Love Never Fails

We know a certain woman who became a Christian, committing her life to the Lord after she and her husband married. Although her husband wanted nothing to do with God or church, she was always compassionate toward him. Her greatest desire was to see him receive God’s free love and forgiveness through Jesus.
We were amazed when we visited with her. She never once spoke unkind words about him even though he was often inconsiderate toward her. She always got tears in her eyes and said, “All I want is to know that one day, when he dies, he will go to heaven and not hell.”
She focused on the best in him continually and would never complain about him or their marriage. She also invested time each day praying for other marriages where the wife went to church but the husband did not. It wasn’t long before he asked Jesus into his heart and now has a close relationship with God himself!

This wife is a great example of how we are able to choose our own thoughts and words; our circumstances do not have to dictate them. When we make a conscious choice to forget the past and not meditate on wrongs done to us, we are then able to focus on and speak the promises of God over our life and the lives of those around us. When we do these two things—meditate on praiseworthy reports and pray God’s Word—we are truly able to reach forward to the good things God has in store for us. As Paul said,


Brethren, I do not count myself to have apprehended; but one thing I do, forgetting those things which are behind and reaching forward to those things which are ahead, I press toward the goal for the prize of the upward call of God in Christ Jesus (Philippians 3:13-14).


You may be asking yourself, “Is it really possible to forget bad things that have happened to me?” According to Matthew 19:26, “…With God all things are possible.” When we study Scripture, we find the key to forgetting wrongs done to us is love. Love is a choice, rather than merely a feeling. We let go of past hurts by choice, and God’s love will help us do this. Let us look again at Ephesians 3:14-19:


For this reason I bow my knees to the Father of our Lord Jesus Christ, from whom the whole family in heaven and earth is named, that He would grant to you, according to the riches of His glory, to be strengthened with might through His Spirit in the inner man, that Christ may dwell in your hearts through faith; that you, being rooted and grounded in love, may be able to comprehend with all the saints what is the width and length and depth and height – to know the love of Christ which passes knowledge; that you may be filled with all the fullness of God.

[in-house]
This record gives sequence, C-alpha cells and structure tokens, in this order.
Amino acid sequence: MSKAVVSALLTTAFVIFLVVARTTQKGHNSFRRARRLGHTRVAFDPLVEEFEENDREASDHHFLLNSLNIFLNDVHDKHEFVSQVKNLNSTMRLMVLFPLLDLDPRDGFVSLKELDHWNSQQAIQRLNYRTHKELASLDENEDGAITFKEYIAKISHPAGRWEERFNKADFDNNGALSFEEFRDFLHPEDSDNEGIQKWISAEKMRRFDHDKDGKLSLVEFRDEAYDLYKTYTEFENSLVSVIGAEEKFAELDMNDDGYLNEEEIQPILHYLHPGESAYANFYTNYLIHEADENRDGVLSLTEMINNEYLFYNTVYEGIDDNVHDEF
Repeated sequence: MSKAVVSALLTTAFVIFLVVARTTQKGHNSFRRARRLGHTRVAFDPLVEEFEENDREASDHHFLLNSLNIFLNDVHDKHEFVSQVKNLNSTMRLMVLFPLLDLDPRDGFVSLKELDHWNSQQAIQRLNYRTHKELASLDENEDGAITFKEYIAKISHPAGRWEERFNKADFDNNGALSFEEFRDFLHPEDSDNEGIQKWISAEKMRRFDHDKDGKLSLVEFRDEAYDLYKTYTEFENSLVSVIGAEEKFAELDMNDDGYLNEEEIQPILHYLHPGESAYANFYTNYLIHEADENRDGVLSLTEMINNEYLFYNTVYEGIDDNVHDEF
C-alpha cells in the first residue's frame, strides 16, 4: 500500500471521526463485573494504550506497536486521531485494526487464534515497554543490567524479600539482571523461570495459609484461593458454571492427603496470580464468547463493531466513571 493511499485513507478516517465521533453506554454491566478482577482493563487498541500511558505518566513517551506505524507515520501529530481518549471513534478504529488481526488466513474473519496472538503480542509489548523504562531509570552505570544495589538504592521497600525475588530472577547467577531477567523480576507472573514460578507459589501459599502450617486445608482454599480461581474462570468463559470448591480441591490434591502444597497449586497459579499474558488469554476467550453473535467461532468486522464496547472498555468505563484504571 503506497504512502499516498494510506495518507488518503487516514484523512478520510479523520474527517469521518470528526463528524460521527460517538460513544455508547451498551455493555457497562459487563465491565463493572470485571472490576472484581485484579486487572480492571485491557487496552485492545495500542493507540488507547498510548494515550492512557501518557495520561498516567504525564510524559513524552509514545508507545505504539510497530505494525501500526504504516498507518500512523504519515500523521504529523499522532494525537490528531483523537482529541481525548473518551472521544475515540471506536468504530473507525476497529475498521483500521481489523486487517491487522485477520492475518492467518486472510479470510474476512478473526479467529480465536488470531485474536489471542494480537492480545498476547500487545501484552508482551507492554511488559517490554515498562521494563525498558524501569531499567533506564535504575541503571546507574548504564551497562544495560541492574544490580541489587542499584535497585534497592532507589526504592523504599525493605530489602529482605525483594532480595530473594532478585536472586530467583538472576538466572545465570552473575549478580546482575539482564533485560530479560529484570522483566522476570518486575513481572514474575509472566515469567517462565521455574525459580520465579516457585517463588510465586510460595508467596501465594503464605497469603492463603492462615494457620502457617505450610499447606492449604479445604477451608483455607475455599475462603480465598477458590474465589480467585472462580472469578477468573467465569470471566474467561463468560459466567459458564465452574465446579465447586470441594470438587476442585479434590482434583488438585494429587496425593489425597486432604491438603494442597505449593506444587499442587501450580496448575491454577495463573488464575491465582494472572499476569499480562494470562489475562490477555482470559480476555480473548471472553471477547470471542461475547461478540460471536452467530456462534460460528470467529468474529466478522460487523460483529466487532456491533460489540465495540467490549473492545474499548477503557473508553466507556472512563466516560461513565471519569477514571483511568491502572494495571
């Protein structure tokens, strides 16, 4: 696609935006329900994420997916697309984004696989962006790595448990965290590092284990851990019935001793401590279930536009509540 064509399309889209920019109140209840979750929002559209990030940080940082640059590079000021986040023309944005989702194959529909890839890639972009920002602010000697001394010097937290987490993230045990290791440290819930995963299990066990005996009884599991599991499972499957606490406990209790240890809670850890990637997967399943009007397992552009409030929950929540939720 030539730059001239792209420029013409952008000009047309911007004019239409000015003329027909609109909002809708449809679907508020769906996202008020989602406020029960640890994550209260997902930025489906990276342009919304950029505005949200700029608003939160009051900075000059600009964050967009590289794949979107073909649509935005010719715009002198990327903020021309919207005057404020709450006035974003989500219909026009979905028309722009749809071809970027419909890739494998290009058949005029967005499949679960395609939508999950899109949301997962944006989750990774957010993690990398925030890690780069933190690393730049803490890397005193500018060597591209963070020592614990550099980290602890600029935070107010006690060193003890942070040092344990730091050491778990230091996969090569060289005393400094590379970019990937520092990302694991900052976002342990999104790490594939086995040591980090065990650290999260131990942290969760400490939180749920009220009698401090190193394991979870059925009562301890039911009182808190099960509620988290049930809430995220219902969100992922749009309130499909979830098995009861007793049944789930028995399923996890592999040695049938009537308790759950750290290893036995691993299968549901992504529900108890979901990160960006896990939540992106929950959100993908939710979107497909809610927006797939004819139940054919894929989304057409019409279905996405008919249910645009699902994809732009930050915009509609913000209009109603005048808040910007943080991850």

Often when people read this passage, they assume the “saint” mentioned above is simply making reference to a godly person here on earth, but it is not. The Hebrew word for that kind of saint is used in Psalm 116:15 which states, “Precious in the sight of the Lord is the death of His saints.” The word used for “saints” in this Psalm means “godly man, good, holy (one), merciful” (Strong’s #2623).
In Ephesians 3 the word translated as “saints” specifically refers to “God, an angel, a saint, a sanctuary” (Strong’s #6918). This means Paul is praying for believers to be grounded in and understand all forms of God’s love just like God, His angels, and the saints who already live with Him in heaven!
You may be wondering, “What does understanding God’s love like those who already live with Him in heaven have to do with not meditating on wrongs someone has done to me?” Everything and we will illustrate why.
When Shaun was having time with the Lord, preparing to preach the message for his mother’s memorial service, it was clearly placed on his heart that one of the things he was supposed to tell people was to think about the good things they had done for his mom during her life here on earth, rather than thinking of any regrets. Shaun realized this thought was very scriptural.
Colossians 3:2 encourages us, “Set your mind on things above, not on things on the earth.” Everything in heaven is good and lovely because God is the focus of heaven and He is good and loving. People in heaven certainly think only of the good and loving memories from earth now that they are with Him, therefore we also can choose to be heavenly minded and only look for the good in people. We are able to do this more and more as we “know the love of Christ which passes knowledge” (Ephesians 3:19).

In the presence of God, who is love, there is no desire to meditate on hurts from the past or flaws in a person’s character. Even when Jesus hung on the cross He said, “Father, forgive them, for they do not know what they do” (Luke 23:34). When a person truly experiences God’s unconditional love in their life, they passionately desire to show God’s love to those around them so others can experience His goodness also.


It has been said that if you choose to remain in your pain, you will stay the same. We would like to add, “If you choose to meditate on what is right, you will be a vessel through which God can shine His light!” Anyone can find imperfections in people. The real skill is choosing to look past mistakes and focus on the good in others.
When we bestow honor and admiration on those around us consistently, particularly on our spouse and children, we will receive the benefit of a peaceful loving home. Our prayer for you is that you will daily choose to be a vessel of light for God, ministering His love to those in your home and to those you encounter in this world.
With love, 
Pastors Shaun & Amy